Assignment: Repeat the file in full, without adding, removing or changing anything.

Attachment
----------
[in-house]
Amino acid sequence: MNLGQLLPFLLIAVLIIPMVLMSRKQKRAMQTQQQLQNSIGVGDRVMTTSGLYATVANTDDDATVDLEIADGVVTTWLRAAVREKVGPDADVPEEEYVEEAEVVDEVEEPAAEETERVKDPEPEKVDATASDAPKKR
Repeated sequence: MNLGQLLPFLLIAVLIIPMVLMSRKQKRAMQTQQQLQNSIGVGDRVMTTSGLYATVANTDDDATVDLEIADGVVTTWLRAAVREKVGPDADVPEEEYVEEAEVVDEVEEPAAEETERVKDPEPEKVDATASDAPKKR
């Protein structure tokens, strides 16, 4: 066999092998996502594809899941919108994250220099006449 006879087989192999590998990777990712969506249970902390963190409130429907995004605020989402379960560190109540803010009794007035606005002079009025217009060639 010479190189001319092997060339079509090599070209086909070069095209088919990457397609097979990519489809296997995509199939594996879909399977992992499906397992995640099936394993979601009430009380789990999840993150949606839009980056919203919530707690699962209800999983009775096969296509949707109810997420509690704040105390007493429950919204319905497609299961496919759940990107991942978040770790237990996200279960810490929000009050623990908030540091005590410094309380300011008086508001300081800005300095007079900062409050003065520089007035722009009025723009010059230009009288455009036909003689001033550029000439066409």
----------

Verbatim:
[in-house]
Amino acid sequence: MNLGQLLPFLLIAVLIIPMVLMSRKQKRAMQTQQQLQNSIGVGDRVMTTSGLYATVANTDDDATVDLEIADGVVTTWLRAAVREKVGPDADVPEEEYVEEAEVVDEVEEPAAEETERVKDPEPEKVDATASDAPKKR
Repeated sequence: MNLGQLLPFLLIAVLIIPMVLMSRKQKRAMQTQQQLQNSIGVGDRVMTTSGLYATVANTDDDATVDLEIADGVVTTWLRAAVREKVGPDADVPEEEYVEEAEVVDEVEEPAAEETERVKDPEPEKVDATASDAPKKR
């Protein structure tokens, strides 16, 4: 066999092998996502594809899941919108994250220099006449 006879087989192999590998990777990712969506249970902390963190409130429907995004605020989402379960560190109540803010009794007035606005002079009025217009060639 010479190189001319092997060339079509090599070209086909070069095209088919990457397609097979990519489809296997995509199939594996879909399977992992499906397992995640099936394993979601009430009380789990999840993150949606839009980056919203919530707690699962209800999983009775096969296509949707109810997420509690704040105390007493429950919204319905497609299961496919759940990107991942978040770790237990996200279960810490929000009050623990908030540091005590410094309380300011008086508001300081800005300095007079900062409050003065520089007035722009009025723009010059230009009288455009036909003689001033550029000439066409």